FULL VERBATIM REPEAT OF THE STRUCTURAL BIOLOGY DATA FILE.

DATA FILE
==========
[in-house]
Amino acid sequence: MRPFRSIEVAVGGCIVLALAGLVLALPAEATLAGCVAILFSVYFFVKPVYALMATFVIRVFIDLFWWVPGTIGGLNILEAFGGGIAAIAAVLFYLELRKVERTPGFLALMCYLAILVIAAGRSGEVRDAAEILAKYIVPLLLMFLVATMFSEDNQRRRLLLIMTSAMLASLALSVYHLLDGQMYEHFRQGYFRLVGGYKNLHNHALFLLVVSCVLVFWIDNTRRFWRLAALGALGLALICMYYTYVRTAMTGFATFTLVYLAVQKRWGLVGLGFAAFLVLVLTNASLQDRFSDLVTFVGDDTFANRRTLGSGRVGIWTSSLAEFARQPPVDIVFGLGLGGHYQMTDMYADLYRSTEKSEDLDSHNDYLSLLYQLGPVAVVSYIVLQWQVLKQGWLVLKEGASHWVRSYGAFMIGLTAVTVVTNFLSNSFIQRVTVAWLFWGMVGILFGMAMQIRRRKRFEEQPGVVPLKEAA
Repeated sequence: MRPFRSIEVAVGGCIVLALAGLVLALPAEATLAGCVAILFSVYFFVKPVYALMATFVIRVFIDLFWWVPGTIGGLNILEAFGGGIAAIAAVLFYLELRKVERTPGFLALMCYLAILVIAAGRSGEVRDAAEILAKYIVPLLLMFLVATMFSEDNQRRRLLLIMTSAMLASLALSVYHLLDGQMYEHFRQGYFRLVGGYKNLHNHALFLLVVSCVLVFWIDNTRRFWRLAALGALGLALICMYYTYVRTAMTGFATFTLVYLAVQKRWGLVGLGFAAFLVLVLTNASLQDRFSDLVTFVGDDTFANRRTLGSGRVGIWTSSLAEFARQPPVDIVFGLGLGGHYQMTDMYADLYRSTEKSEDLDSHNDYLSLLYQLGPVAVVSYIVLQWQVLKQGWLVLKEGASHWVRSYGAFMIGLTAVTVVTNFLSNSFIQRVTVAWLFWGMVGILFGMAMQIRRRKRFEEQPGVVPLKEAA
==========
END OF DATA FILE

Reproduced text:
[in-house]
Amino acid sequence: MRPFRSIEVAVGGCIVLALAGLVLALPAEATLAGCVAILFSVYFFVKPVYALMATFVIRVFIDLFWWVPGTIGGLNILEAFGGGIAAIAAVLFYLELRKVERTPGFLALMCYLAILVIAAGRSGEVRDAAEILAKYIVPLLLMFLVATMFSEDNQRRRLLLIMTSAMLASLALSVYHLLDGQMYEHFRQGYFRLVGGYKNLHNHALFLLVVSCVLVFWIDNTRRFWRLAALGALGLALICMYYTYVRTAMTGFATFTLVYLAVQKRWGLVGLGFAAFLVLVLTNASLQDRFSDLVTFVGDDTFANRRTLGSGRVGIWTSSLAEFARQPPVDIVFGLGLGGHYQMTDMYADLYRSTEKSEDLDSHNDYLSLLYQLGPVAVVSYIVLQWQVLKQGWLVLKEGASHWVRSYGAFMIGLTAVTVVTNFLSNSFIQRVTVAWLFWGMVGILFGMAMQIRRRKRFEEQPGVVPLKEAA
Repeated sequence: MRPFRSIEVAVGGCIVLALAGLVLALPAEATLAGCVAILFSVYFFVKPVYALMATFVIRVFIDLFWWVPGTIGGLNILEAFGGGIAAIAAVLFYLELRKVERTPGFLALMCYLAILVIAAGRSGEVRDAAEILAKYIVPLLLMFLVATMFSEDNQRRRLLLIMTSAMLASLALSVYHLLDGQMYEHFRQGYFRLVGGYKNLHNHALFLLVVSCVLVFWIDNTRRFWRLAALGALGLALICMYYTYVRTAMTGFATFTLVYLAVQKRWGLVGLGFAAFLVLVLTNASLQDRFSDLVTFVGDDTFANRRTLGSGRVGIWTSSLAEFARQPPVDIVFGLGLGGHYQMTDMYADLYRSTEKSEDLDSHNDYLSLLYQLGPVAVVSYIVLQWQVLKQGWLVLKEGASHWVRSYGAFMIGLTAVTVVTNFLSNSFIQRVTVAWLFWGMVGILFGMAMQIRRRKRFEEQPGVVPLKEAA